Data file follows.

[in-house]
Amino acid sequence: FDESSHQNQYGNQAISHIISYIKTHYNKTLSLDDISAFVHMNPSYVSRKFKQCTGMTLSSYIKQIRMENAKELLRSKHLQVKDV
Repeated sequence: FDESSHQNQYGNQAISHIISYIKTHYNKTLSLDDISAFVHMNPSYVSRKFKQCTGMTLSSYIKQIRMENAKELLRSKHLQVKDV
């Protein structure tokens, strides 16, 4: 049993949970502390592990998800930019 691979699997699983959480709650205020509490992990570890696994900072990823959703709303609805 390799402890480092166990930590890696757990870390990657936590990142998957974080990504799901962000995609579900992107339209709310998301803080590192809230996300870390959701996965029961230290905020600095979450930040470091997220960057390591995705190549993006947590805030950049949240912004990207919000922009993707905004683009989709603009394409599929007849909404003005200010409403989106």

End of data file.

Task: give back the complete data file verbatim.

[in-house]
Amino acid sequence: FDESSHQNQYGNQAISHIISYIKTHYNKTLSLDDISAFVHMNPSYVSRKFKQCTGMTLSSYIKQIRMENAKELLRSKHLQVKDV
Repeated sequence: FDESSHQNQYGNQAISHIISYIKTHYNKTLSLDDISAFVHMNPSYVSRKFKQCTGMTLSSYIKQIRMENAKELLRSKHLQVKDV
């Protein structure tokens, strides 16, 4: 049993949970502390592990998800930019 691979699997699983959480709650205020509490992990570890696994900072990823959703709303609805 390799402890480092166990930590890696757990870390990657936590990142998957974080990504799901962000995609579900992107339209709310998301803080590192809230996300870390959701996965029961230290905020600095979450930040470091997220960057390591995705190549993006947590805030950049949240912004990207919000922009993707905004683009989709603009394409599929007849909404003005200010409403989106």